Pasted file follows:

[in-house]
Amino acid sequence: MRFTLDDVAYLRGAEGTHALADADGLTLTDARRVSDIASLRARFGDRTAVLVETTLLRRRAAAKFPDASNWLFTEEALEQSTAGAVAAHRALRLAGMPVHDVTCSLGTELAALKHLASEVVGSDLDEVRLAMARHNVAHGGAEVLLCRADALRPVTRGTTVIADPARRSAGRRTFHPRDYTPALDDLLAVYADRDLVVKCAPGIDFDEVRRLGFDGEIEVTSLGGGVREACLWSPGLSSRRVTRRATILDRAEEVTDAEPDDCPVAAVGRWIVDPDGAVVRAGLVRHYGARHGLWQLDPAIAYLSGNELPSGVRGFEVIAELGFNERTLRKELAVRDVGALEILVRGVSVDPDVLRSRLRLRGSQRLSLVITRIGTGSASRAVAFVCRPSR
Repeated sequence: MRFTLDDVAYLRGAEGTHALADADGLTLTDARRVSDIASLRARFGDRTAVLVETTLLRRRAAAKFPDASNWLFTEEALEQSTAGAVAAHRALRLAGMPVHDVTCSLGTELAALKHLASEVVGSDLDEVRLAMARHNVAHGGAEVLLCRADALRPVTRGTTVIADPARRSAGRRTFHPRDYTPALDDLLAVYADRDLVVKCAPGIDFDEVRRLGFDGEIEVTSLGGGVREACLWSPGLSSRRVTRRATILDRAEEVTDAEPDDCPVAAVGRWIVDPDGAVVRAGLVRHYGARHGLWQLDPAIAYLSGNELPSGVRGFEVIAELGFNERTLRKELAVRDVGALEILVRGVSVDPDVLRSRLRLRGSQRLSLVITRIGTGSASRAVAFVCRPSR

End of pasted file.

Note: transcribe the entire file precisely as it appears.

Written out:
[in-house]
Amino acid sequence: MRFTLDDVAYLRGAEGTHALADADGLTLTDARRVSDIASLRARFGDRTAVLVETTLLRRRAAAKFPDASNWLFTEEALEQSTAGAVAAHRALRLAGMPVHDVTCSLGTELAALKHLASEVVGSDLDEVRLAMARHNVAHGGAEVLLCRADALRPVTRGTTVIADPARRSAGRRTFHPRDYTPALDDLLAVYADRDLVVKCAPGIDFDEVRRLGFDGEIEVTSLGGGVREACLWSPGLSSRRVTRRATILDRAEEVTDAEPDDCPVAAVGRWIVDPDGAVVRAGLVRHYGARHGLWQLDPAIAYLSGNELPSGVRGFEVIAELGFNERTLRKELAVRDVGALEILVRGVSVDPDVLRSRLRLRGSQRLSLVITRIGTGSASRAVAFVCRPSR
Repeated sequence: MRFTLDDVAYLRGAEGTHALADADGLTLTDARRVSDIASLRARFGDRTAVLVETTLLRRRAAAKFPDASNWLFTEEALEQSTAGAVAAHRALRLAGMPVHDVTCSLGTELAALKHLASEVVGSDLDEVRLAMARHNVAHGGAEVLLCRADALRPVTRGTTVIADPARRSAGRRTFHPRDYTPALDDLLAVYADRDLVVKCAPGIDFDEVRRLGFDGEIEVTSLGGGVREACLWSPGLSSRRVTRRATILDRAEEVTDAEPDDCPVAAVGRWIVDPDGAVVRAGLVRHYGARHGLWQLDPAIAYLSGNELPSGVRGFEVIAELGFNERTLRKELAVRDVGALEILVRGVSVDPDVLRSRLRLRGSQRLSLVITRIGTGSASRAVAFVCRPSR